Will China’s Rate Hike Crush the Global Recovery?

This week’s most important economic event was not Apple (AAPL) coming up short on iPad sales expectations — it was China’s (FXI) bold move to assert a major leadership position regarding global currency liquidity.

Yesterday, US stocks took a blood bath and newbies in Gold got taken to the alter for slaughter. I was at the 3rd annual Global Financial Leadership Conference where the theme for the future was clear: China is in the driver’s seat and US diplomats are scrambling to keep our interests protected as China’s MapQuest offers a different route than Ben Bernanke’s Google Maps.

So, will China’s rate hike crush the global recovery? Here are three perspectives:

No, Only the Recoveries Based on Artificial Liquidity Will Get Hurt

Yesterday’s slate of incredible minds made clear that fast growing economies such as China and Brazil must ward off inflation to prevent a crisis for their middle classes. Therefore, these countries cannot sit around and let Japan and the US continue flooding the world with liquidity.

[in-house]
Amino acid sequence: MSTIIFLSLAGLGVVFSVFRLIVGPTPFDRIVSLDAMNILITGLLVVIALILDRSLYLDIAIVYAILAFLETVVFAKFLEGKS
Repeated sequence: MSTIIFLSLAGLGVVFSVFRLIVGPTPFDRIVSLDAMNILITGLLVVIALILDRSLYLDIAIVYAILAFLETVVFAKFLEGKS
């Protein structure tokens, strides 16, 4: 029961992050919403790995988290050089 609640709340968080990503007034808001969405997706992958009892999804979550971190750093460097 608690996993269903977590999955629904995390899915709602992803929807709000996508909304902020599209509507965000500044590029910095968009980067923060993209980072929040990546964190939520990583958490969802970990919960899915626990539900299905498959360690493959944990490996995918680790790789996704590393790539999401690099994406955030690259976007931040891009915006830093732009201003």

If Japanese and American politicians cannot tell their people the truth about reigning in spending, we should continue to see China, Brazil, India, Australia, and others tighten in defense. Although this will cause their economies to cool, it will do much more damage to the US and Japan.

No, It’s Just a Shot Across the Bow in the Currency Wars

One rate hike does not make a trend. It’s possible China hiked to get the world’s attention. Now that all serious investors are perched and listening, future negotiations and conversations may lead to outcomes other than continued hikes.

Yes, Get Ready for The Greatest Depression

China’s move is a serious one. If the US continues to play the house of cards game of quantitative easing, China can do serious damage. A stream of rate hikes would pull capital out of equities and commodities. It would also continue to increase the relative strength of the Yuan over the US Dollar. The US Debt-to-GDP level is already in the > 60% yellow zone. If GDP takes a hit while debts remain stable or worsen, we could start staring at the > 80% red zone. As David Gergen said yesterday at the Global Financial Leadership Conference, the red zone has been the Bermuda Triangle for global empires.

China’s rate hike is only one data point. What do you think the future holds? Let us know in the comments below …